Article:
Trotter: The K-State game should make Oklahoma fans a little queasy. The week before meeting the Wildcats on Oct. 18, the Sooners play Texas. The same weekend, the Wildcats will be off. We saw Thursday night how good Bill Snyder is at drawing up a game plan with an extra week to prepare. And this time, his opponent won't have the extra week as well.
@Jake_Trotter what are the chances kansas state beats one of baylor or Oklahoma? Or somehow both of them?— Seth Meadows (@meadows1115) September 19, 2014
Trotter: The good news for Tech is that Oklahoma State's offensive line hasn't exactly dominated, either. But the Cowboys have good backs and they create creases by spreading the field. Though Daxx Garman can't run like J.W. Walsh, he can stretch the field to open up the running game with his arm. That said, if Tech gets steamrolled up front by an Oklahoma State offensive line that even Mike Gundy has termed as "very below average," the Red Raiders might very well get steamrolled by all comers the rest of the way.
@Jake_Trotter If Tech doesn't get it's run defense together, how do you think they'll do against Oklahoma State?— James Alexander (@KingJamesofMars) September 19, 2014
Trotter: You're not going to like this answer, but I think it comes down to recruiting better players more than anything else, especially along the defensive line. There isn't a scheme out there that can account for a team's defensive front getting blown off the ball the way Tech's did against Arkansas. The Red Raiders can be better defensively than they were against the Hogs. But ultimately, you either have the horses or you don't.
@Jake_Trotter exact same question as last week, any solution in sight for Tech's porous defense?— Andy Dobbins (@adobbins29) September 19, 2014
Trotter: Brandon got the plum assignment of covering the stadium unveiling against SMU. At the moment, I'm not sure yet when exactly I'll be assigned to go down to Waco. But when I do, I'm going to see if I can find a spot in the Baylor Armada.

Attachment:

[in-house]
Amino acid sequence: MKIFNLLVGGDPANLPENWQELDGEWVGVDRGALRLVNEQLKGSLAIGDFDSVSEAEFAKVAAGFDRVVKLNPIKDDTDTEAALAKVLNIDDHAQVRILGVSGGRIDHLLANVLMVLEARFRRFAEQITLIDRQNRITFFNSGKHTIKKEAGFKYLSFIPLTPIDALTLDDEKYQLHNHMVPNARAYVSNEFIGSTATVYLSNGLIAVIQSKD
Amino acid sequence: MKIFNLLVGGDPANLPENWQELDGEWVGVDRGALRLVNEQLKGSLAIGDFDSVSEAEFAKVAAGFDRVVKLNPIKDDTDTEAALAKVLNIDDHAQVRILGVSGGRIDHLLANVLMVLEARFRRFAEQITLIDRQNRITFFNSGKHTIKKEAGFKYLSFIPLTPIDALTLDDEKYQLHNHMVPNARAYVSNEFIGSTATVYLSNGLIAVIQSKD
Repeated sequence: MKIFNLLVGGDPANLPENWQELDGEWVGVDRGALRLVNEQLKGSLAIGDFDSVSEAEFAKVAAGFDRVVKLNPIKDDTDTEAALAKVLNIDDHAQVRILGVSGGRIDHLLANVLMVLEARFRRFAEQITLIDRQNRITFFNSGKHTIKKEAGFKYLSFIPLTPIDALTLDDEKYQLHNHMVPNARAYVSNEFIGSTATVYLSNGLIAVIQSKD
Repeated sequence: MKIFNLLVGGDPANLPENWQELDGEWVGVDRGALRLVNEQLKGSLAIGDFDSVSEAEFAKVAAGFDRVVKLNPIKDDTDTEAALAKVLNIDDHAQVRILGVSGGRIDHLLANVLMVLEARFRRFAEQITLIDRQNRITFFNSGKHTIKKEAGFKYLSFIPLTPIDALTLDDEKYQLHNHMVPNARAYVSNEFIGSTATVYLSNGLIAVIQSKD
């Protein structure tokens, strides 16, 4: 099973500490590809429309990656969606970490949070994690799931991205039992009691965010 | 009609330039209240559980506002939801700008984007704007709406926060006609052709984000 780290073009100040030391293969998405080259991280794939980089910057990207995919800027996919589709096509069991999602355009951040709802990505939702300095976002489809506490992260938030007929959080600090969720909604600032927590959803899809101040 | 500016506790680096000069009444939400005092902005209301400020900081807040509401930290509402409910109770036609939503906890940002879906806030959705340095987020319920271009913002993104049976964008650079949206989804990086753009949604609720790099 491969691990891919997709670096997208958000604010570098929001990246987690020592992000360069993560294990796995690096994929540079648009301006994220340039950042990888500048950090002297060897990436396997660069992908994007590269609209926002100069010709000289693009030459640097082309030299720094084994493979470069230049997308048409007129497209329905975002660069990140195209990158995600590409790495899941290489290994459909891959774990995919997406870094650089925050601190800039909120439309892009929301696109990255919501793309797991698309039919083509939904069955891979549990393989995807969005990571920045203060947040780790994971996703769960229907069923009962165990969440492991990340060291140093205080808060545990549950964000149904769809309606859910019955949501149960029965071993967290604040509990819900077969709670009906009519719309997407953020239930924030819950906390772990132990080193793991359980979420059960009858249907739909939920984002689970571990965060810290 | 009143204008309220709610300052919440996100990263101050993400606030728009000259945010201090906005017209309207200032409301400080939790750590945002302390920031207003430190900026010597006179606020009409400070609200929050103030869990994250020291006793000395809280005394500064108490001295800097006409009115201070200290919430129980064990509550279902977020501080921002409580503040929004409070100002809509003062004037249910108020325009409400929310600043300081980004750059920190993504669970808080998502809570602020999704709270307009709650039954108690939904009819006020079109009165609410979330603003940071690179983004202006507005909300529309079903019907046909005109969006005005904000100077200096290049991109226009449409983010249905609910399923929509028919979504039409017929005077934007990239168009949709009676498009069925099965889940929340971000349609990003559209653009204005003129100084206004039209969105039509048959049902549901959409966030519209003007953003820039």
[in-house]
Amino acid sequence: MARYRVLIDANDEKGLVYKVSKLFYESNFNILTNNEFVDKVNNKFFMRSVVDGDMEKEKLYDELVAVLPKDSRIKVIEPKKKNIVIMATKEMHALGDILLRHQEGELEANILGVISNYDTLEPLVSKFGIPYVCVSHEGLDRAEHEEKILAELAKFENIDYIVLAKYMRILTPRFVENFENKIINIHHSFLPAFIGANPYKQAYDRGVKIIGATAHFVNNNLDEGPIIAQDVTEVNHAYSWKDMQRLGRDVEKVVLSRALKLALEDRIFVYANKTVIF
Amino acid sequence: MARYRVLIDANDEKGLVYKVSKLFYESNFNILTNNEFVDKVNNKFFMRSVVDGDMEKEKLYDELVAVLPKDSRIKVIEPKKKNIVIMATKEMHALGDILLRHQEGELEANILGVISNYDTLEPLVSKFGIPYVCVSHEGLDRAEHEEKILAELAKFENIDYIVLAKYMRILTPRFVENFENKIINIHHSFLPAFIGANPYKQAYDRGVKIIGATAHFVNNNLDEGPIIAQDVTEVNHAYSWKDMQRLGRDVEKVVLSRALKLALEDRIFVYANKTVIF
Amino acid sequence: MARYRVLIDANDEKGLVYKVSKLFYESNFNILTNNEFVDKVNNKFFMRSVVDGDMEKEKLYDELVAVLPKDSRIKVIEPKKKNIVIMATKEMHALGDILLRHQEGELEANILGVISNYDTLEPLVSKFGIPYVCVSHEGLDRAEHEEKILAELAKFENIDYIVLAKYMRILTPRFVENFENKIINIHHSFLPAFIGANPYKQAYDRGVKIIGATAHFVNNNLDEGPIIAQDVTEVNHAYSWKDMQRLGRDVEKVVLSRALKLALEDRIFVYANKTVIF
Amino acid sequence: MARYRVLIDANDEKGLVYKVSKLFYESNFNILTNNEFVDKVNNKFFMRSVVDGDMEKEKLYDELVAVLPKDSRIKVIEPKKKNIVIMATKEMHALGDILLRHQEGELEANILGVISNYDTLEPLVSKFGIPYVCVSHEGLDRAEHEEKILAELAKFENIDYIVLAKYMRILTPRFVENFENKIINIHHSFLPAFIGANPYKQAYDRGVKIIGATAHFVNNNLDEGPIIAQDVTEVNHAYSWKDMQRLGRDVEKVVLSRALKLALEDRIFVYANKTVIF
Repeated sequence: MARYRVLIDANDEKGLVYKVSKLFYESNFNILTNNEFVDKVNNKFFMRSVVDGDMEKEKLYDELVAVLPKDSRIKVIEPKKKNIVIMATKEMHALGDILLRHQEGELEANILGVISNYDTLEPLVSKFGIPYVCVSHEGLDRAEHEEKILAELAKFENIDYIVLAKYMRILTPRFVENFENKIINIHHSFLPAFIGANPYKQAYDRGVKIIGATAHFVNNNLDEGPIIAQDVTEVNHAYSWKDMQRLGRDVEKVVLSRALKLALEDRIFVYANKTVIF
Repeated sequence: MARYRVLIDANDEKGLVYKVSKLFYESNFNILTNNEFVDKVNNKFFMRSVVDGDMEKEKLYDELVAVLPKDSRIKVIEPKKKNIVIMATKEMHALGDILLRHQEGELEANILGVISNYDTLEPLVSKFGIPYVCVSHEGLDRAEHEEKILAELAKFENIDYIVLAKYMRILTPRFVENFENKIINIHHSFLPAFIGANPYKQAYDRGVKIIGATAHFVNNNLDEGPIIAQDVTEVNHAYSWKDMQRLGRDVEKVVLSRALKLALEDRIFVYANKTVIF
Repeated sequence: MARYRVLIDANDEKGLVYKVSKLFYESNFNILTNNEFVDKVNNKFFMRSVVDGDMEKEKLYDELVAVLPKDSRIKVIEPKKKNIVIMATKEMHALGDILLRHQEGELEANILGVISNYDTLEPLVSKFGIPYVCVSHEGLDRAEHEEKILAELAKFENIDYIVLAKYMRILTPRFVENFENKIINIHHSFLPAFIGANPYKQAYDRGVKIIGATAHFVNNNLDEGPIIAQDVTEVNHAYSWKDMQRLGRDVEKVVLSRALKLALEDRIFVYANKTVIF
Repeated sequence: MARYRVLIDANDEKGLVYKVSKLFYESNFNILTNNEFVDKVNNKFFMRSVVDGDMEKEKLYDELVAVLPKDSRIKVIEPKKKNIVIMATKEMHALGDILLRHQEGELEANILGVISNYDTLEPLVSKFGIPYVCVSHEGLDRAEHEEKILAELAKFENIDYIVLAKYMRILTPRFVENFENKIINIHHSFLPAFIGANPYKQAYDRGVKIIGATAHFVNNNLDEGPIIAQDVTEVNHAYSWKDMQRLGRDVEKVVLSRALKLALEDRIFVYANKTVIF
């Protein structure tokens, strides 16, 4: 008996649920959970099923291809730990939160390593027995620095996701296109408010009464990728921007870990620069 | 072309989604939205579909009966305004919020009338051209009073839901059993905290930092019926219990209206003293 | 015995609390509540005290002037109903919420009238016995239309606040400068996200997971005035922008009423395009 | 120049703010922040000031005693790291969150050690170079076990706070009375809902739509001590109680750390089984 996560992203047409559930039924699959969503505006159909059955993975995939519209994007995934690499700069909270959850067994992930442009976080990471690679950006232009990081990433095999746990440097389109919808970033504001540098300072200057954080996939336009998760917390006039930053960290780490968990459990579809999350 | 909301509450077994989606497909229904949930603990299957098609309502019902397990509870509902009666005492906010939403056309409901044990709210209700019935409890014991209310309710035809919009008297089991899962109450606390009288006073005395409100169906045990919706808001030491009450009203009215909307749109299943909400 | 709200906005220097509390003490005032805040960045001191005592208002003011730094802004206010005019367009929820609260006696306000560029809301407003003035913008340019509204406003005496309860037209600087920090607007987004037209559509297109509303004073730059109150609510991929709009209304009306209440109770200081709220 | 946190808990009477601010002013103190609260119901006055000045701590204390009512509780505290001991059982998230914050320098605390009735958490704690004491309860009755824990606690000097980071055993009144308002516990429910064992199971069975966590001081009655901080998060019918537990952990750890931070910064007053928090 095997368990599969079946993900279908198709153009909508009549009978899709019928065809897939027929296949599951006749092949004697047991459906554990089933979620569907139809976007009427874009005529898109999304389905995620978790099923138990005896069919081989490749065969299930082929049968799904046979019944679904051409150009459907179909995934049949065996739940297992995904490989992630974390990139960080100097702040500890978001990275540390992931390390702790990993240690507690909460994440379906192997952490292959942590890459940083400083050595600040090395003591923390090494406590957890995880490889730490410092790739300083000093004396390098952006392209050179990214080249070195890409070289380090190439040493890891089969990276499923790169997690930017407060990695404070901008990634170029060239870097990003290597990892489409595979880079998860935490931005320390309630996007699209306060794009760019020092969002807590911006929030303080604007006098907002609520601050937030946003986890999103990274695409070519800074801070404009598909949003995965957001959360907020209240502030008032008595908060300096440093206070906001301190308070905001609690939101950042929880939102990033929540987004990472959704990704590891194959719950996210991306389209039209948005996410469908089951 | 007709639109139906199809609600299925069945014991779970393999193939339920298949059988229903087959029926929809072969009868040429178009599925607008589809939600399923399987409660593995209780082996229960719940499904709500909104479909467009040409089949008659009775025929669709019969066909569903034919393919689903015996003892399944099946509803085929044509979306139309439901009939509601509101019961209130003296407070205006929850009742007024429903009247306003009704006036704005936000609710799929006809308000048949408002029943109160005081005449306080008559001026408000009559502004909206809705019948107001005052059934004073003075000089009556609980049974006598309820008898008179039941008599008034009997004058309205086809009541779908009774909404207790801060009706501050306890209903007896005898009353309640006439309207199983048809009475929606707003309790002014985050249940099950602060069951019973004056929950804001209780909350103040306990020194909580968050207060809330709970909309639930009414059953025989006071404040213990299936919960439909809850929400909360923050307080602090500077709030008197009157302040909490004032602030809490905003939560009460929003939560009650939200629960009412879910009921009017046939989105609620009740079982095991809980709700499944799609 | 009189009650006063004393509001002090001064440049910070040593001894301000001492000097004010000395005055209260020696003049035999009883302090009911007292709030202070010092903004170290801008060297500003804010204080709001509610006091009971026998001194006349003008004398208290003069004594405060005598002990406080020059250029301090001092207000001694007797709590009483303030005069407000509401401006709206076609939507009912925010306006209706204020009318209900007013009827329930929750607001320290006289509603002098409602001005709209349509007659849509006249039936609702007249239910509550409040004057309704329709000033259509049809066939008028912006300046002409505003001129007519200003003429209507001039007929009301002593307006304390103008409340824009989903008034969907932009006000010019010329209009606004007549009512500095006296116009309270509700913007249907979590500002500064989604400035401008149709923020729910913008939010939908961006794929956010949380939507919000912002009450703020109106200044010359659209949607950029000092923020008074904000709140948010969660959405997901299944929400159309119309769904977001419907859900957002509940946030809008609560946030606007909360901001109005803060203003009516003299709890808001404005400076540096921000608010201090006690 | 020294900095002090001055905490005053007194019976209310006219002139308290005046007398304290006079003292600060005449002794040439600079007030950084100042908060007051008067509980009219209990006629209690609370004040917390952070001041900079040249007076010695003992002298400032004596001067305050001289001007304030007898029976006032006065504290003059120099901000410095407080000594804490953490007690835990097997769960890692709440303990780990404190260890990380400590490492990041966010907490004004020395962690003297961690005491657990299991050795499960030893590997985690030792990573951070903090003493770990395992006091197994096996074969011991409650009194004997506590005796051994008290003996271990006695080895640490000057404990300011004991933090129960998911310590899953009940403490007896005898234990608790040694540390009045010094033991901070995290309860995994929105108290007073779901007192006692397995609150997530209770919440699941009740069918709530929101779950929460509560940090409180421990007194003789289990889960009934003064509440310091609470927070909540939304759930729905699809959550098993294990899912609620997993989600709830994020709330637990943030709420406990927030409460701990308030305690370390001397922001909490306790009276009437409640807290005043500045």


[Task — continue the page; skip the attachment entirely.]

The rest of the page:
@Jake_Trotter when are you coming down to McLane to join us for some sailgating?— Baylor Bearmada (@BaylorBearmada) September 19, 2014
Trotter: It's a big loss, no doubt. Ford has been OU's best all-around back. But the Sooners are better equipped to deal with the loss of Ford than West Virginia is the loss of standout cornerback Daryl Worley.
@Jake_Trotter what's your prediction for the OU WV game? I think fans are taking this game lightly. Keith Ford bigger loss than we thought?— Ben Luton (@Lutotime) September 19, 2014
Trotter: The fact that Kansas State, Oklahoma State and West Virginia hung tough against Auburn, Florida State and Alabama will do nothing but strengthen the perception of the Big 12 in the eyes of the playoff selection committee. I don't think the committee will get overly focused on scoring differentials. But Oklahoma (or Baylor) beating the Wildcats, Cowboys and Mountaineers would be viewed as quality wins, based on how those three opponents performed in their nonconference schedules.
@Jake_Trotter say Ou beats KSU and WVU by more than Bama and Auburn did. How much will the committee look into scoring differentials?— Travis Guidry (@TGuidry25) September 19, 2014
Trotter: Did you not see the Duke score? I guess anything is possible. But there's reason why Kansas is 1-29 in its last 30 Big 12 games.
@Jake_Trotter what do you think are texas' chances of losing to Kansas before the red river game?— Matt Peacock (@Mpeacock5) September 19, 2014
Trotter: Why would I trade away the league's best basketball program? And why would you want to trade away an automatic win for whatever team you pull for?
@Jake_Trotter if you could trade Kansas for a fellow bottom dweller in a P5 conference, who would it be and why?— Brad Gibson (@BradWGibson) September 19, 2014
Matt H. writes:Is there a chance for Clint Trickett or Kevin White to be mentioned in the Heisman race if they keep performing at the high level they are playing at right now?
Trotter: White has no shot, if only because receivers don't win Heisman Trophies. But if Trickett lights up a really good Oklahoma defense Saturday, he might begin to generate a little buzz as a possible darkhorse contender.
1. K.D. Cannon, WR, Baylor (previous rank: 2): Cannon has been nothing short of spectacular while temporarily taking over the role as Baylor’s No. 1 receiver with Levi Norwood, Clay Fuller, Corey Coleman and Antwan Goodley all out with injuries. In three games, Cannon leads the nation with 471 receiving yards, while averaging 33.6 yards per catch. No other Big 12 receiver is averaging more than 25 yards per catch. This is a future star in the making.